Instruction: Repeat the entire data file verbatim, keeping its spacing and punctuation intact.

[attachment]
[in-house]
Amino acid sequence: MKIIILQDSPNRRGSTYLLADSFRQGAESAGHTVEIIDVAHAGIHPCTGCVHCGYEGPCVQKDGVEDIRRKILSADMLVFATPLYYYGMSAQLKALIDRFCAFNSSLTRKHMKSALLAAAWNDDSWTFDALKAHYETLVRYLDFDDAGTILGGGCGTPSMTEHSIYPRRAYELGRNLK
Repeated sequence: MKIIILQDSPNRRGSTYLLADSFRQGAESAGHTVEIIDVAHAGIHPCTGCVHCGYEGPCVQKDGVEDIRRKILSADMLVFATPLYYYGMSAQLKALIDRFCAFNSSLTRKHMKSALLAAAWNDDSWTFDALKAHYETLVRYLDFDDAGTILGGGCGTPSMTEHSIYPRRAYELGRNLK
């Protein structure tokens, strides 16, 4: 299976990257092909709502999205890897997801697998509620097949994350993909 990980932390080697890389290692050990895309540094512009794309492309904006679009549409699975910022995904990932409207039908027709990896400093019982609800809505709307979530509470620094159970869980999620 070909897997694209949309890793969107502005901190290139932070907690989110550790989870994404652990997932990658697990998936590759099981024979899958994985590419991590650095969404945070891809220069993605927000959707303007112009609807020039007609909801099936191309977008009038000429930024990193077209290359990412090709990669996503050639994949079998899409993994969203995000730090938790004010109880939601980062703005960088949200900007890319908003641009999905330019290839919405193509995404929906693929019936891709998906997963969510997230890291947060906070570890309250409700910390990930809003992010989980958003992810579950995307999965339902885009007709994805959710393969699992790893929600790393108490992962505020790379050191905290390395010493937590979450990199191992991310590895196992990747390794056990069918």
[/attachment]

[in-house]
Amino acid sequence: MKIIILQDSPNRRGSTYLLADSFRQGAESAGHTVEIIDVAHAGIHPCTGCVHCGYEGPCVQKDGVEDIRRKILSADMLVFATPLYYYGMSAQLKALIDRFCAFNSSLTRKHMKSALLAAAWNDDSWTFDALKAHYETLVRYLDFDDAGTILGGGCGTPSMTEHSIYPRRAYELGRNLK
Repeated sequence: MKIIILQDSPNRRGSTYLLADSFRQGAESAGHTVEIIDVAHAGIHPCTGCVHCGYEGPCVQKDGVEDIRRKILSADMLVFATPLYYYGMSAQLKALIDRFCAFNSSLTRKHMKSALLAAAWNDDSWTFDALKAHYETLVRYLDFDDAGTILGGGCGTPSMTEHSIYPRRAYELGRNLK
């Protein structure tokens, strides 16, 4: 299976990257092909709502999205890897997801697998509620097949994350993909 990980932390080697890389290692050990895309540094512009794309492309904006679009549409699975910022995904990932409207039908027709990896400093019982609800809505709307979530509470620094159970869980999620 070909897997694209949309890793969107502005901190290139932070907690989110550790989870994404652990997932990658697990998936590759099981024979899958994985590419991590650095969404945070891809220069993605927000959707303007112009609807020039007609909801099936191309977008009038000429930024990193077209290359990412090709990669996503050639994949079998899409993994969203995000730090938790004010109880939601980062703005960088949200900007890319908003641009999905330019290839919405193509995404929906693929019936891709998906997963969510997230890291947060906070570890309250409700910390990930809003992010989980958003992810579950995307999965339902885009007709994805959710393969699992790893929600790393108490992962505020790379050191905290390395010493937590979450990199191992991310590895196992990747390794056990069918």